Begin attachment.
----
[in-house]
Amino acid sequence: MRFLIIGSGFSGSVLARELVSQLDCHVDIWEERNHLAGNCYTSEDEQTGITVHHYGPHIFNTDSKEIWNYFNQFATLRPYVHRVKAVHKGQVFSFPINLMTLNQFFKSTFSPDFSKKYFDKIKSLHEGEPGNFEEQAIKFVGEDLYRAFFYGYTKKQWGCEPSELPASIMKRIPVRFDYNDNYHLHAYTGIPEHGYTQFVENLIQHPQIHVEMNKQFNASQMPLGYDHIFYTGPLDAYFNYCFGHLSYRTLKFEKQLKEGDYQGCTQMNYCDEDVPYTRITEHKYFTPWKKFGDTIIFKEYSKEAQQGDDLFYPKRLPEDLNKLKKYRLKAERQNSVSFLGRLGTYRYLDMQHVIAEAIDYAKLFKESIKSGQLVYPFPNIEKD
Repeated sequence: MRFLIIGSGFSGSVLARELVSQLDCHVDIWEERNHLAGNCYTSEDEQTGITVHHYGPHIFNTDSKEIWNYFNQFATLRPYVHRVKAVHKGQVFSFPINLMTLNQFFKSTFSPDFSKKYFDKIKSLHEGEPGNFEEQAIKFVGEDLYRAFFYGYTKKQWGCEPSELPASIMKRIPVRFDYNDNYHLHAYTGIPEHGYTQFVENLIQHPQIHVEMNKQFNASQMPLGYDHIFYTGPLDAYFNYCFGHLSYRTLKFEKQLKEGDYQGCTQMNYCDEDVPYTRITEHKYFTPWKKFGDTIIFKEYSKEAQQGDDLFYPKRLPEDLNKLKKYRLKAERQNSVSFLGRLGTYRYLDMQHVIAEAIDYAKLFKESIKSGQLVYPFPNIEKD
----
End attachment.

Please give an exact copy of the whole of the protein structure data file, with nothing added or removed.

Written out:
[in-house]
Amino acid sequence: MRFLIIGSGFSGSVLARELVSQLDCHVDIWEERNHLAGNCYTSEDEQTGITVHHYGPHIFNTDSKEIWNYFNQFATLRPYVHRVKAVHKGQVFSFPINLMTLNQFFKSTFSPDFSKKYFDKIKSLHEGEPGNFEEQAIKFVGEDLYRAFFYGYTKKQWGCEPSELPASIMKRIPVRFDYNDNYHLHAYTGIPEHGYTQFVENLIQHPQIHVEMNKQFNASQMPLGYDHIFYTGPLDAYFNYCFGHLSYRTLKFEKQLKEGDYQGCTQMNYCDEDVPYTRITEHKYFTPWKKFGDTIIFKEYSKEAQQGDDLFYPKRLPEDLNKLKKYRLKAERQNSVSFLGRLGTYRYLDMQHVIAEAIDYAKLFKESIKSGQLVYPFPNIEKD
Repeated sequence: MRFLIIGSGFSGSVLARELVSQLDCHVDIWEERNHLAGNCYTSEDEQTGITVHHYGPHIFNTDSKEIWNYFNQFATLRPYVHRVKAVHKGQVFSFPINLMTLNQFFKSTFSPDFSKKYFDKIKSLHEGEPGNFEEQAIKFVGEDLYRAFFYGYTKKQWGCEPSELPASIMKRIPVRFDYNDNYHLHAYTGIPEHGYTQFVENLIQHPQIHVEMNKQFNASQMPLGYDHIFYTGPLDAYFNYCFGHLSYRTLKFEKQLKEGDYQGCTQMNYCDEDVPYTRITEHKYFTPWKKFGDTIIFKEYSKEAQQGDDLFYPKRLPEDLNKLKKYRLKAERQNSVSFLGRLGTYRYLDMQHVIAEAIDYAKLFKESIKSGQLVYPFPNIEKD